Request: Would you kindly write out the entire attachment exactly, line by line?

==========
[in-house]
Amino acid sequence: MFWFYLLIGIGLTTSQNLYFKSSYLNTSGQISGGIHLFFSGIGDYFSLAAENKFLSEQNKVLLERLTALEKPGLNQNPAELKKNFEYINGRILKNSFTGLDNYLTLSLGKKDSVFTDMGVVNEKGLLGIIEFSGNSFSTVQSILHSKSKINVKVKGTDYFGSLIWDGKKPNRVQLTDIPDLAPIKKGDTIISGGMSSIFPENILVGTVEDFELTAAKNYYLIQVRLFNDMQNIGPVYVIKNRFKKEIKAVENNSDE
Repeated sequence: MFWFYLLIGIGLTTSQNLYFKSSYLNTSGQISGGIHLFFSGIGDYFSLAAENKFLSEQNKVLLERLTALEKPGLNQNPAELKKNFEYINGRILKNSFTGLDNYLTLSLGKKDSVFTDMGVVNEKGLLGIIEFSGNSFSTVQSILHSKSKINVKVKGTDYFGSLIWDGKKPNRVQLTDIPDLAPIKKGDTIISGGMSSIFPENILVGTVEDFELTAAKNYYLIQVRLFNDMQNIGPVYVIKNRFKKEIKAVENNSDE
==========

[in-house]
Amino acid sequence: MFWFYLLIGIGLTTSQNLYFKSSYLNTSGQISGGIHLFFSGIGDYFSLAAENKFLSEQNKVLLERLTALEKPGLNQNPAELKKNFEYINGRILKNSFTGLDNYLTLSLGKKDSVFTDMGVVNEKGLLGIIEFSGNSFSTVQSILHSKSKINVKVKGTDYFGSLIWDGKKPNRVQLTDIPDLAPIKKGDTIISGGMSSIFPENILVGTVEDFELTAAKNYYLIQVRLFNDMQNIGPVYVIKNRFKKEIKAVENNSDE
Repeated sequence: MFWFYLLIGIGLTTSQNLYFKSSYLNTSGQISGGIHLFFSGIGDYFSLAAENKFLSEQNKVLLERLTALEKPGLNQNPAELKKNFEYINGRILKNSFTGLDNYLTLSLGKKDSVFTDMGVVNEKGLLGIIEFSGNSFSTVQSILHSKSKINVKVKGTDYFGSLIWDGKKPNRVQLTDIPDLAPIKKGDTIISGGMSSIFPENILVGTVEDFELTAAKNYYLIQVRLFNDMQNIGPVYVIKNRFKKEIKAVENNSDE